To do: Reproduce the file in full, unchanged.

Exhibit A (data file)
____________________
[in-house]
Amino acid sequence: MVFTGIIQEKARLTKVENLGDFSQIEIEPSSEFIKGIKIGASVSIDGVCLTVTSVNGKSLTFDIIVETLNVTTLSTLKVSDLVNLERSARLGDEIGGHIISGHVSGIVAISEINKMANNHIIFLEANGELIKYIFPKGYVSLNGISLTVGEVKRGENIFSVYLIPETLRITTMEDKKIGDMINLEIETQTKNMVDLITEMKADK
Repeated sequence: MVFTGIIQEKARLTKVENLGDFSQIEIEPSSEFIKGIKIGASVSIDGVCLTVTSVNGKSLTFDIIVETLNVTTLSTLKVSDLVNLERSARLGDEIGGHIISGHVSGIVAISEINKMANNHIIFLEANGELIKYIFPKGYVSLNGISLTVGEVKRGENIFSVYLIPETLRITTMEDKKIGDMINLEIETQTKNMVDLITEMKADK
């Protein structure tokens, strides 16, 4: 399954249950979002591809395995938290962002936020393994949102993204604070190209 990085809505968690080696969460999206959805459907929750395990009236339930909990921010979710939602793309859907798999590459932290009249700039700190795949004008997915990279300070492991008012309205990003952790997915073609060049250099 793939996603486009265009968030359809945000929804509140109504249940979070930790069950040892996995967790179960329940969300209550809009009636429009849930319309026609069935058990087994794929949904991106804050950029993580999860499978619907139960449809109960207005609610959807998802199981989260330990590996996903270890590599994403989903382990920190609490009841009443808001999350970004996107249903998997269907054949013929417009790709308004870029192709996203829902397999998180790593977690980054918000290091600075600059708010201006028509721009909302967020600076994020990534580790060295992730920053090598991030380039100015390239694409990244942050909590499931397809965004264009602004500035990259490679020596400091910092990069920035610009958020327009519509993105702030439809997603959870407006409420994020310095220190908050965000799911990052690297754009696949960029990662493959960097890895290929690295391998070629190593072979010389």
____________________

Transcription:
[in-house]
Amino acid sequence: MVFTGIIQEKARLTKVENLGDFSQIEIEPSSEFIKGIKIGASVSIDGVCLTVTSVNGKSLTFDIIVETLNVTTLSTLKVSDLVNLERSARLGDEIGGHIISGHVSGIVAISEINKMANNHIIFLEANGELIKYIFPKGYVSLNGISLTVGEVKRGENIFSVYLIPETLRITTMEDKKIGDMINLEIETQTKNMVDLITEMKADK
Repeated sequence: MVFTGIIQEKARLTKVENLGDFSQIEIEPSSEFIKGIKIGASVSIDGVCLTVTSVNGKSLTFDIIVETLNVTTLSTLKVSDLVNLERSARLGDEIGGHIISGHVSGIVAISEINKMANNHIIFLEANGELIKYIFPKGYVSLNGISLTVGEVKRGENIFSVYLIPETLRITTMEDKKIGDMINLEIETQTKNMVDLITEMKADK
């Protein structure tokens, strides 16, 4: 399954249950979002591809395995938290962002936020393994949102993204604070190209 990085809505968690080696969460999206959805459907929750395990009236339930909990921010979710939602793309859907798999590459932290009249700039700190795949004008997915990279300070492991008012309205990003952790997915073609060049250099 793939996603486009265009968030359809945000929804509140109504249940979070930790069950040892996995967790179960329940969300209550809009009636429009849930319309026609069935058990087994794929949904991106804050950029993580999860499978619907139960449809109960207005609610959807998802199981989260330990590996996903270890590599994403989903382990920190609490009841009443808001999350970004996107249903998997269907054949013929417009790709308004870029192709996203829902397999998180790593977690980054918000290091600075600059708010201006028509721009909302967020600076994020990534580790060295992730920053090598991030380039100015390239694409990244942050909590499931397809965004264009602004500035990259490679020596400091910092990069920035610009958020327009519509993105702030439809997603959870407006409420994020310095220190908050965000799911990052690297754009696949960029990662493959960097890895290929690295391998070629190593072979010389």